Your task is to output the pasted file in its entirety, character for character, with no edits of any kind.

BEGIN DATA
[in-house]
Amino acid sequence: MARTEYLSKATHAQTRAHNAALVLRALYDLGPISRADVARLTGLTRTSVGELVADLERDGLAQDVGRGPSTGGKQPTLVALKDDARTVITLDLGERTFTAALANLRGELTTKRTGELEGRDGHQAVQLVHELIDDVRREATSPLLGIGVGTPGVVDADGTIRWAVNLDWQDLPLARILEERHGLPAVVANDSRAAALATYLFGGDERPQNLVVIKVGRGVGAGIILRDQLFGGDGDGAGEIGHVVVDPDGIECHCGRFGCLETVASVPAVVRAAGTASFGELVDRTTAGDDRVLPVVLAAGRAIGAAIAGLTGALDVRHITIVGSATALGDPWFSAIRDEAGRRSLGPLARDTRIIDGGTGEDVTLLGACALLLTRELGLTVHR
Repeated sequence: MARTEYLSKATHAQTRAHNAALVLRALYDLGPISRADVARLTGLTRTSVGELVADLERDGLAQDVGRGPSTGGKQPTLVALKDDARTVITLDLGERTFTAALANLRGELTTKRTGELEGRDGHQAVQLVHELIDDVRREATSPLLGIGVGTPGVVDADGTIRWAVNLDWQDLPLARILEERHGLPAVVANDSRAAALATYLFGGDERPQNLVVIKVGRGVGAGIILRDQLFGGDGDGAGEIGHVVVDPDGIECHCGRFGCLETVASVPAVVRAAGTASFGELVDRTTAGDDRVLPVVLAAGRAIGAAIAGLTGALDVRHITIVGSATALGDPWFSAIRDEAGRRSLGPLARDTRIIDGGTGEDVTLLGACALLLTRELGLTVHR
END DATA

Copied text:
[in-house]
Amino acid sequence: MARTEYLSKATHAQTRAHNAALVLRALYDLGPISRADVARLTGLTRTSVGELVADLERDGLAQDVGRGPSTGGKQPTLVALKDDARTVITLDLGERTFTAALANLRGELTTKRTGELEGRDGHQAVQLVHELIDDVRREATSPLLGIGVGTPGVVDADGTIRWAVNLDWQDLPLARILEERHGLPAVVANDSRAAALATYLFGGDERPQNLVVIKVGRGVGAGIILRDQLFGGDGDGAGEIGHVVVDPDGIECHCGRFGCLETVASVPAVVRAAGTASFGELVDRTTAGDDRVLPVVLAAGRAIGAAIAGLTGALDVRHITIVGSATALGDPWFSAIRDEAGRRSLGPLARDTRIIDGGTGEDVTLLGACALLLTRELGLTVHR
Repeated sequence: MARTEYLSKATHAQTRAHNAALVLRALYDLGPISRADVARLTGLTRTSVGELVADLERDGLAQDVGRGPSTGGKQPTLVALKDDARTVITLDLGERTFTAALANLRGELTTKRTGELEGRDGHQAVQLVHELIDDVRREATSPLLGIGVGTPGVVDADGTIRWAVNLDWQDLPLARILEERHGLPAVVANDSRAAALATYLFGGDERPQNLVVIKVGRGVGAGIILRDQLFGGDGDGAGEIGHVVVDPDGIECHCGRFGCLETVASVPAVVRAAGTASFGELVDRTTAGDDRVLPVVLAAGRAIGAAIAGLTGALDVRHITIVGSATALGDPWFSAIRDEAGRRSLGPLARDTRIIDGGTGEDVTLLGACALLLTRELGLTVHR